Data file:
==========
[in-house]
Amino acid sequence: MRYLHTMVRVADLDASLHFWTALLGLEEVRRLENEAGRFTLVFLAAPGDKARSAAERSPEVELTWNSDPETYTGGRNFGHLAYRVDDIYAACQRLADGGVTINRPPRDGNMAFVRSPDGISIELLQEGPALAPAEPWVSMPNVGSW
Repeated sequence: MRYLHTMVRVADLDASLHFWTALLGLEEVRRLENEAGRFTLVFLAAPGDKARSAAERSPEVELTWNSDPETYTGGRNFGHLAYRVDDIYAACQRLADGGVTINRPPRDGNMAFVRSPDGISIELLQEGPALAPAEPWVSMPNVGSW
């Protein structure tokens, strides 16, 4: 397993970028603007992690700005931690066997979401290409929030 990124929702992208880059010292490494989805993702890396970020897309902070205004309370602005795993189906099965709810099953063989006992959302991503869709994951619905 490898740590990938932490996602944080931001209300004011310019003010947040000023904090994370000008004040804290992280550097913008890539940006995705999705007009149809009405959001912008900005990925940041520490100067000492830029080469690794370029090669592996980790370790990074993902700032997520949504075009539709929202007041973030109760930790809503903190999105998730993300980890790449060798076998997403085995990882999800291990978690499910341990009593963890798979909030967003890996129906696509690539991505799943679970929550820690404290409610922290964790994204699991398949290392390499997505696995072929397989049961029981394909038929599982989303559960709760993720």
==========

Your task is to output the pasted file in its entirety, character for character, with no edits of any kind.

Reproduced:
[in-house]
Amino acid sequence: MRYLHTMVRVADLDASLHFWTALLGLEEVRRLENEAGRFTLVFLAAPGDKARSAAERSPEVELTWNSDPETYTGGRNFGHLAYRVDDIYAACQRLADGGVTINRPPRDGNMAFVRSPDGISIELLQEGPALAPAEPWVSMPNVGSW
Repeated sequence: MRYLHTMVRVADLDASLHFWTALLGLEEVRRLENEAGRFTLVFLAAPGDKARSAAERSPEVELTWNSDPETYTGGRNFGHLAYRVDDIYAACQRLADGGVTINRPPRDGNMAFVRSPDGISIELLQEGPALAPAEPWVSMPNVGSW
């Protein structure tokens, strides 16, 4: 397993970028603007992690700005931690066997979401290409929030 990124929702992208880059010292490494989805993702890396970020897309902070205004309370602005795993189906099965709810099953063989006992959302991503869709994951619905 490898740590990938932490996602944080931001209300004011310019003010947040000023904090994370000008004040804290992280550097913008890539940006995705999705007009149809009405959001912008900005990925940041520490100067000492830029080469690794370029090669592996980790370790990074993902700032997520949504075009539709929202007041973030109760930790809503903190999105998730993300980890790449060798076998997403085995990882999800291990978690499910341990009593963890798979909030967003890996129906696509690539991505799943679970929550820690404290409610922290964790994204699991398949290392390499997505696995072929397989049961029981394909038929599982989303559960709760993720």